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    Could AI Be the Cure for China’s Medical Crisis?

    The country has robot-doctor fever — but some think the possibilities for AI in health care have been misdiagnosed.

    This article is part of a series that explores how artificial intelligence could change life in China.

    SHANGHAI — It’s Monday afternoon at one of the city’s top hospitals, and a group of 10 doctors from various departments are sitting around a conference table, vigorously discussing a particularly challenging case of bowel cancer.

    The doctors at Ruijin Hospital are soon joined by another “doctor” who works quickly and silently. Within three seconds, he has recommended a treatment plan as good as the one that the other physicians took 10 minutes to create.

    The silent doctor isn’t wearing a white coat and won’t be sticking around for idle chitchat after the meeting. Instead, he’s an artificial intelligence (AI) system called “Watson for Oncology,” developed by top American technology company IBM — a major player in China’s burgeoning AI industry.

    Ruijin Hospital — which boasts a 110-year history and is one of the country’s top hospitals for oncology — is among the first in China to introduce the Watson system, which has now been rolled out in 50 hospitals across the nation. Another 300 medical institutions are planning to follow suit.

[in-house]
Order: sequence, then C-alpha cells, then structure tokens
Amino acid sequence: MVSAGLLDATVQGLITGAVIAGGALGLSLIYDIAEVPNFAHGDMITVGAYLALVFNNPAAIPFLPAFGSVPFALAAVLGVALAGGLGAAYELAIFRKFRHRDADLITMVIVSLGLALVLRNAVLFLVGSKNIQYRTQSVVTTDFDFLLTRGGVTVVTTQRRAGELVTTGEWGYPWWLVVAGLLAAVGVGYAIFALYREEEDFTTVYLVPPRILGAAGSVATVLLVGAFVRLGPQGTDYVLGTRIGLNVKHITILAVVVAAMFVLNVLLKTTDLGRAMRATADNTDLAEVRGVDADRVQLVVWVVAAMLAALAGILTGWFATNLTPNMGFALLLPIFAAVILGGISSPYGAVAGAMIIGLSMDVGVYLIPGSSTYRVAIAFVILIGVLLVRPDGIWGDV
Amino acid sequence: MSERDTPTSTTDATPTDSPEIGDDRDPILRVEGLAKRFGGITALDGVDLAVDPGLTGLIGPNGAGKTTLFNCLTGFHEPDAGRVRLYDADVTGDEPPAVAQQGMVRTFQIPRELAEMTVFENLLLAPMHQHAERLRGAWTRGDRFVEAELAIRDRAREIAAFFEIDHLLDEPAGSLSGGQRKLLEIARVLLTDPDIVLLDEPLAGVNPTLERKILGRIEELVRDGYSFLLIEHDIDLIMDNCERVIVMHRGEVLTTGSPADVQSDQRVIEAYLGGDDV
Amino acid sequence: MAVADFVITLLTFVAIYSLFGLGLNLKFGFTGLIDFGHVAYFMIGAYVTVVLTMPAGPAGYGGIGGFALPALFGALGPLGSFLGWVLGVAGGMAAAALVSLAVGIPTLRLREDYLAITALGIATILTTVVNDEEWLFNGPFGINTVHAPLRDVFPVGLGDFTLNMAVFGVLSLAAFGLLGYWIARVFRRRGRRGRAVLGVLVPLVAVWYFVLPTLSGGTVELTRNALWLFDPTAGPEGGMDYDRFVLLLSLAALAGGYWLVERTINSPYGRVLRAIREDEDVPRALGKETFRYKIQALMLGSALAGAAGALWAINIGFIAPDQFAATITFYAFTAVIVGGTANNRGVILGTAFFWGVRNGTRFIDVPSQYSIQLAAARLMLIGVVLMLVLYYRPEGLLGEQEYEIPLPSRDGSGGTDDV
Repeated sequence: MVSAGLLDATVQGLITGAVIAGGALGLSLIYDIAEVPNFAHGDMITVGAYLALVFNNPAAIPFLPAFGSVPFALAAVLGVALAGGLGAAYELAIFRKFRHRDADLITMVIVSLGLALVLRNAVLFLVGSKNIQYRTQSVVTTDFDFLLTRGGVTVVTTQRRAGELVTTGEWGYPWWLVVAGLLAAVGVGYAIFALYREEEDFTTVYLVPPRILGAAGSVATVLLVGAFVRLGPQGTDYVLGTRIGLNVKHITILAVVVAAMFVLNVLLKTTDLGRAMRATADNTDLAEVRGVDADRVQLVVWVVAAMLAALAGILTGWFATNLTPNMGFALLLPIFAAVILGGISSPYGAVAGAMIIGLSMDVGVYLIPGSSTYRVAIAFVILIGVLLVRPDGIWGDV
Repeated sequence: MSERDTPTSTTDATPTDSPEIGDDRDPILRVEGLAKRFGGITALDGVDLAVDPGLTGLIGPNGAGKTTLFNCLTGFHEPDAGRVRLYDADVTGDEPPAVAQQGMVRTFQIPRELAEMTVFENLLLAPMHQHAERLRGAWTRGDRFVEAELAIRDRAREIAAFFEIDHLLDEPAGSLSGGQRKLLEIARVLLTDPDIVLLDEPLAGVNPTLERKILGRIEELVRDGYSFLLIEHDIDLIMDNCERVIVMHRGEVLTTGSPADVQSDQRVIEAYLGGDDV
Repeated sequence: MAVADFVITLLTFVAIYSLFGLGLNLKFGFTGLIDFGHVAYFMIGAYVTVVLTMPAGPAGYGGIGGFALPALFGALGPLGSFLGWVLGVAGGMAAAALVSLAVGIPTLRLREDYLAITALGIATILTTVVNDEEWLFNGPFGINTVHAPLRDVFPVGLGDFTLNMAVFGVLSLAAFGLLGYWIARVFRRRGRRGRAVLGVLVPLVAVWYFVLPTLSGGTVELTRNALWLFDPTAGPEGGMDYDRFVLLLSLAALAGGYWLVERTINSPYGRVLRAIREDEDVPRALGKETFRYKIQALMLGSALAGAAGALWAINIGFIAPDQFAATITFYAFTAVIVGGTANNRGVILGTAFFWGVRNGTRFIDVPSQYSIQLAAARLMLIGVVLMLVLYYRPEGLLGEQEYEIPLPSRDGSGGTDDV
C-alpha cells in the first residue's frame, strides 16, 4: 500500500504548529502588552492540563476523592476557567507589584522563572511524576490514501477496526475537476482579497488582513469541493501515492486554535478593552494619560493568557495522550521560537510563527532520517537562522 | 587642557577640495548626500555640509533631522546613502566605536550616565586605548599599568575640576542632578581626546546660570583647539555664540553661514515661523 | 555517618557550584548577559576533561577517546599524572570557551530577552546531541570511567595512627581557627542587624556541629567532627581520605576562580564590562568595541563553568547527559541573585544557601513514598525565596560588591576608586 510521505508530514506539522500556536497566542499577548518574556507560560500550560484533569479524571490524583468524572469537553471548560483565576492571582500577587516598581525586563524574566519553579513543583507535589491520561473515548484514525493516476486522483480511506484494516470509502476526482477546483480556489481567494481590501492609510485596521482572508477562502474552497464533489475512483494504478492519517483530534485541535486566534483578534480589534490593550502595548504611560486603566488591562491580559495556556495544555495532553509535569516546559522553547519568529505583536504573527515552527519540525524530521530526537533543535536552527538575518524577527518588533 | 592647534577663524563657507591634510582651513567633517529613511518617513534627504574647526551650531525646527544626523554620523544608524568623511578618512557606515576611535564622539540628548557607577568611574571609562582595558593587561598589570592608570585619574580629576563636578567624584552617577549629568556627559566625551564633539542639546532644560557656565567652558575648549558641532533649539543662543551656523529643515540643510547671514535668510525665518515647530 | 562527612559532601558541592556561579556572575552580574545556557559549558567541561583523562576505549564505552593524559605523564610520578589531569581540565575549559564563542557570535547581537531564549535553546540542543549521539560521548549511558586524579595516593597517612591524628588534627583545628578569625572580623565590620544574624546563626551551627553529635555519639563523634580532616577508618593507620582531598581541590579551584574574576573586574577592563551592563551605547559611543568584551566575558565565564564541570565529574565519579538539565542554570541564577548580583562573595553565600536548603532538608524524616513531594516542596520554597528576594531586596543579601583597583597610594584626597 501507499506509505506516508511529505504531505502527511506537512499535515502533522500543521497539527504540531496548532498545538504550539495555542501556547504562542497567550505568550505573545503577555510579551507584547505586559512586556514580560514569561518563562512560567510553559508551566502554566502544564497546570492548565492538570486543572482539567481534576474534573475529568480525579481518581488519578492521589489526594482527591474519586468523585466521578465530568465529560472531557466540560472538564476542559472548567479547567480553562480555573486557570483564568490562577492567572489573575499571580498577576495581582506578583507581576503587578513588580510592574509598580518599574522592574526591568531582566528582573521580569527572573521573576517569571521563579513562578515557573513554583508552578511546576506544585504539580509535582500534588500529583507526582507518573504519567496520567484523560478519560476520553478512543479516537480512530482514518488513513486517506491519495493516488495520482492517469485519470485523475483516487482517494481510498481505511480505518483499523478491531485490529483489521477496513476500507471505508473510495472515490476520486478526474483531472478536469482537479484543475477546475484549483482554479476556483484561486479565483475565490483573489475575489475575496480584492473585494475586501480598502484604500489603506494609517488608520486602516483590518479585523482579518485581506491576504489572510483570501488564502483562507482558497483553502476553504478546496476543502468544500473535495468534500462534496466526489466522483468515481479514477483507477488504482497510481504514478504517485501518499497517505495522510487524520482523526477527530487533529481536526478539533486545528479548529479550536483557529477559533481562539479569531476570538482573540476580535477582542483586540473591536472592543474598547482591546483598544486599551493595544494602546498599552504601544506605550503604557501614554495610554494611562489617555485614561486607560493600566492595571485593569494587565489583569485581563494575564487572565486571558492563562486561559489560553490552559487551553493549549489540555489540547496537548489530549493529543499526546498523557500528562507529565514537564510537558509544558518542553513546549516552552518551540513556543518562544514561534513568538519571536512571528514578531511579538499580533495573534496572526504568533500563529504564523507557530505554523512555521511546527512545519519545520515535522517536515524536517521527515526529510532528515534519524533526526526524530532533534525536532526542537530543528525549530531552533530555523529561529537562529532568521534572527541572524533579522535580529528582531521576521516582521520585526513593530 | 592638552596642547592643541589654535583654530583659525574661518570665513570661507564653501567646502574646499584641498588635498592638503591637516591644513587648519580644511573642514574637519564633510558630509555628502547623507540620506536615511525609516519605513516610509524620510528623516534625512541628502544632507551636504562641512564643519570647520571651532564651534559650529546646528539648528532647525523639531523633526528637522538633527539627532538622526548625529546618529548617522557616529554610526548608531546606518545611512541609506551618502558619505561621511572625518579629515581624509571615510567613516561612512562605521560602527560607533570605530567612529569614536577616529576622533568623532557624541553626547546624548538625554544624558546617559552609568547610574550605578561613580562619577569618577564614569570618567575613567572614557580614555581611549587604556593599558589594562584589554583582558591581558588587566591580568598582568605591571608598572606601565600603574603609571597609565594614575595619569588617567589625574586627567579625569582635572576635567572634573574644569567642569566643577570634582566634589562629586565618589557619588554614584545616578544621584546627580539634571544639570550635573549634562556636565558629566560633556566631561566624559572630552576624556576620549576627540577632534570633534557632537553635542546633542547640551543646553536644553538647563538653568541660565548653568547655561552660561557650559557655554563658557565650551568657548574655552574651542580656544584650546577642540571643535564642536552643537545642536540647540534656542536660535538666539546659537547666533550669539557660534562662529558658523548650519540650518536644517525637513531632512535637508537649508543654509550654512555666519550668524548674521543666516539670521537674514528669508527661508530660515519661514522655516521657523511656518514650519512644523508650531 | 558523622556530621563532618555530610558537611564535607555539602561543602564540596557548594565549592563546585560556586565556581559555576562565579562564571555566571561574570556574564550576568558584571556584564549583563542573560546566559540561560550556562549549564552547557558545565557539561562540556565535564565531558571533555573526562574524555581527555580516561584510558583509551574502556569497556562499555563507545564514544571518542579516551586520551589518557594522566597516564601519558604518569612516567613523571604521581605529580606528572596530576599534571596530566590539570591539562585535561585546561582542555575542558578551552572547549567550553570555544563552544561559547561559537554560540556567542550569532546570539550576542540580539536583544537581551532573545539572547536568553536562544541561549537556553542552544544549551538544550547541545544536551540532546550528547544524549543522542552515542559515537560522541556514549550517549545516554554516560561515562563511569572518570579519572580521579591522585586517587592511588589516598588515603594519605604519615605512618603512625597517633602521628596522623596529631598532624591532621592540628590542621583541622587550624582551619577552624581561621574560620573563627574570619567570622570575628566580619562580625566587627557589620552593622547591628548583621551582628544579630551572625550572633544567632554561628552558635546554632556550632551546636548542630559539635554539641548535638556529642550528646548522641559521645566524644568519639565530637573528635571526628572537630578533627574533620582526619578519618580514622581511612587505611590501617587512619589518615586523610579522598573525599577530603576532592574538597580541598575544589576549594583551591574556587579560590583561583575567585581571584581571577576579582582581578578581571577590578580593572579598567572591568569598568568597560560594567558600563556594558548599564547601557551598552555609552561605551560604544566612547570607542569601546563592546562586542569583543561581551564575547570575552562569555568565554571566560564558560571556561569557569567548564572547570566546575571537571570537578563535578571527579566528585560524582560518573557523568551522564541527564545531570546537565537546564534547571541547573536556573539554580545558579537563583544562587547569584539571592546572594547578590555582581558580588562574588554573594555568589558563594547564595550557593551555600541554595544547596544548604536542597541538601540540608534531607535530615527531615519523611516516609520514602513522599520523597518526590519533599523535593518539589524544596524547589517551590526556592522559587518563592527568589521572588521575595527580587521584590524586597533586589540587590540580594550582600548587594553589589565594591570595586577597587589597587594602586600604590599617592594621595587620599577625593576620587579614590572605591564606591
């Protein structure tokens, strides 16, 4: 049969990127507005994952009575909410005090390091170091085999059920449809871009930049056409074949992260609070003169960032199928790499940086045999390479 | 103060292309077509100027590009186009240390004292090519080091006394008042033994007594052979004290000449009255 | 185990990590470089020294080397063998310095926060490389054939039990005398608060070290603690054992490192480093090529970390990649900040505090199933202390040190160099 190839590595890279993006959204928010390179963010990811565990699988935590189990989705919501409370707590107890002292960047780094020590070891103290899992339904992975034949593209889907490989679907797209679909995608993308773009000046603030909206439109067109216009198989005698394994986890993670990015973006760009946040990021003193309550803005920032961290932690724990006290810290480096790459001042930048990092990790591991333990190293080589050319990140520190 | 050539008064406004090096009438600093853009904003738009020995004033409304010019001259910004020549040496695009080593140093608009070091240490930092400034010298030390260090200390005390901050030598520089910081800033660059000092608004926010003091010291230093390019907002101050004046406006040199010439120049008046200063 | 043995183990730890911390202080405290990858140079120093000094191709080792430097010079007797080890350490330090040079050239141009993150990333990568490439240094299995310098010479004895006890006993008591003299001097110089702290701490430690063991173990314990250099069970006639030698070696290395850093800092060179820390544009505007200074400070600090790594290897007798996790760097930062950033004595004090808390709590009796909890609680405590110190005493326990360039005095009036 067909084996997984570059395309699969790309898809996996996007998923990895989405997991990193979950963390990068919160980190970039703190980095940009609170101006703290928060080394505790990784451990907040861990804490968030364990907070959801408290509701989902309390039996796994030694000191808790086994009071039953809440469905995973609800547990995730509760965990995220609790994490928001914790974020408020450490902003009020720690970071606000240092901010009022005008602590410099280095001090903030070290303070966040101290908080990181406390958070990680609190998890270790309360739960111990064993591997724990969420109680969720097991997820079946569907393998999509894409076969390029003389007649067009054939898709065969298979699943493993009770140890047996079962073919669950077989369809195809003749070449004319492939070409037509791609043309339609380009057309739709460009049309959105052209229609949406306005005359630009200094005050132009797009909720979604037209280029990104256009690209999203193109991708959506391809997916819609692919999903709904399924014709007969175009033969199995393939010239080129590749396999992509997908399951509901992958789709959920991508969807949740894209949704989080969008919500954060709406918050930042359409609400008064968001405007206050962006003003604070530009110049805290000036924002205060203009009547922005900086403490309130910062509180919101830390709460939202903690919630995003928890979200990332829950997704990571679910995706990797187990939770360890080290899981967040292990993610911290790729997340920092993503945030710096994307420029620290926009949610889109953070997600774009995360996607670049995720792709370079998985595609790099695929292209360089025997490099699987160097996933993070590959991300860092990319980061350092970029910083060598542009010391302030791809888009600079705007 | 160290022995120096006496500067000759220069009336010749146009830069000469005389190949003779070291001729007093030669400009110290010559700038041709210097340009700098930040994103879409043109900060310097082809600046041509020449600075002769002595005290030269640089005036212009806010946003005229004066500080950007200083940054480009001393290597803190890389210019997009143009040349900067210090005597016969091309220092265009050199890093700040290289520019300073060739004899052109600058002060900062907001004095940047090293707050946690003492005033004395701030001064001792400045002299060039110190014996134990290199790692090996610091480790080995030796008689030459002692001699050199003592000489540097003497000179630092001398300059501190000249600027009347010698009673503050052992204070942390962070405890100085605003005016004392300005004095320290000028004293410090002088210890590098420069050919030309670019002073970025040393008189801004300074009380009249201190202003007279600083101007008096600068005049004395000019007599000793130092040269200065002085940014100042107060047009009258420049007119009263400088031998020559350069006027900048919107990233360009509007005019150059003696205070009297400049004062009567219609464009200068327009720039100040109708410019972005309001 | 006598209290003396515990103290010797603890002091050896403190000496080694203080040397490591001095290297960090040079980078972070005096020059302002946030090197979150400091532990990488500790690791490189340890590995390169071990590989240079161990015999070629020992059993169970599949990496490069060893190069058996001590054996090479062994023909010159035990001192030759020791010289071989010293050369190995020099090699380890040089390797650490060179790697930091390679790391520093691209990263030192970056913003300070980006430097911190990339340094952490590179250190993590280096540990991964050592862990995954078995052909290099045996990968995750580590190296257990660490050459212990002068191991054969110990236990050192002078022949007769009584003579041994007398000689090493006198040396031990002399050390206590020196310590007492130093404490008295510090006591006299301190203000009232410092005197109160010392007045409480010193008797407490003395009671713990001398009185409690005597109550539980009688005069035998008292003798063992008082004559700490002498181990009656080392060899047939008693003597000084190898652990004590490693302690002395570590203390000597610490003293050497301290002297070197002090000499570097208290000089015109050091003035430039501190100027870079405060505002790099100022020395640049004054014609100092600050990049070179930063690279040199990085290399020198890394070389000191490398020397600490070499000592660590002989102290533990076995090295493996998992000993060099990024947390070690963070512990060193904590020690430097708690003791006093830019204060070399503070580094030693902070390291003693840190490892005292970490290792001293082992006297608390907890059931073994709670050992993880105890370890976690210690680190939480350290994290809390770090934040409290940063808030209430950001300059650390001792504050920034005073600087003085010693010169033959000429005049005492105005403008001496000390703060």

While human doctors toil for years in medical school, Watson has devoured more than 300 medical journals, 250 textbooks, and over 15 million pages of research materials in the past six years alone. In the nine months Watson has been at Ruijin Hospital, he’s assisted with more than 200 colorectal cancer cases, according to Hu Weiguo, the hospital’s vice president and director of the AI project. Over 90 percent of the time, Watson’s recommendations match those of the hospital’s top oncologists; for certain diseases, the match rate can reach 97 percent.

    Watson’s diagnosis accuracy rate means he’s not as reliable as a human doctor and needs further training to be used in a clinical environment. But for many of Ruijin Hospital’s doctors, using and training Watson is mutually beneficial — and not at all a chore. “Watson is like a dictionary,” says Sun Jing, a Ruijin Hospital surgeon and one of the 10 doctors at the Monday afternoon meeting. “I constantly learn from him when I compare our recommendations for treating the same patient.”

    IBM’s Watson is among a number of AI systems in China aimed at reducing doctors’ workloads and improving the quality of medical treatment. In total, there are over 100 medical AI companies in the country, all united by a single belief: AI will drastically change China’s health care system. Some see a future where AI supports doctors, for example by helping them read medical images or develop treatment plans faster. Others — like Kerry Blanchard, senior vice president of China drug development at global pharmaceutical giant Eli Lilly and Company — predict a world where hospitals, pharmacies, and doctors are no longer necessary. “I think doctors as we have today we won’t need in 20 years [in China],” Blanchard said during an innovation forum in Shanghai last month. “Medicine will show up with drones.”

    The reason for the excitement is simple: Investors and startups alike are convinced AI could be the answer to China’s double threat of an aging population and a desperate shortage of qualified doctors. By 2020, the number of Chinese people over 60 will exceed 255 million — around one-sixth of the country’s population and more than the total population of Brazil.